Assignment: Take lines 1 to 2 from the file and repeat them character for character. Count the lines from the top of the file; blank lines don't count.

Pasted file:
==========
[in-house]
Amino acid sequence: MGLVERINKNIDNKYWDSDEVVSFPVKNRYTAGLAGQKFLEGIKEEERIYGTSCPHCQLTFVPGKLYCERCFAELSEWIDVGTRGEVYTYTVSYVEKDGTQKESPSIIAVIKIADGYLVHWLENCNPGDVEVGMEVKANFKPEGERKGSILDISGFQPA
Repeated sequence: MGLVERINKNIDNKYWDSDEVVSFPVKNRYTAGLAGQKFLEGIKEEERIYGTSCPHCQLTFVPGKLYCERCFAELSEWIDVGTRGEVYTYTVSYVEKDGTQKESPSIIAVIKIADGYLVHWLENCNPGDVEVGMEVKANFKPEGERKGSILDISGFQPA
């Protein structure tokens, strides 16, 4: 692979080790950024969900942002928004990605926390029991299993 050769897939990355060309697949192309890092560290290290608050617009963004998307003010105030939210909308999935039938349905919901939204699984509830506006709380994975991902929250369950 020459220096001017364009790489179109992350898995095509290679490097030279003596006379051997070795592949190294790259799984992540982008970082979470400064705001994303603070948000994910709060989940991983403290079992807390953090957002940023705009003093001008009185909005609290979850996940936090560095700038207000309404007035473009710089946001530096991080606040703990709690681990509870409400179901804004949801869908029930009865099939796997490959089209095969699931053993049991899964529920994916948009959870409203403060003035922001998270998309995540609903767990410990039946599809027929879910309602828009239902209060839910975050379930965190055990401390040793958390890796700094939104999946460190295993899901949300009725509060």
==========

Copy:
[in-house]
Amino acid sequence: MGLVERINKNIDNKYWDSDEVVSFPVKNRYTAGLAGQKFLEGIKEEERIYGTSCPHCQLTFVPGKLYCERCFAELSEWIDVGTRGEVYTYTVSYVEKDGTQKESPSIIAVIKIADGYLVHWLENCNPGDVEVGMEVKANFKPEGERKGSILDISGFQPA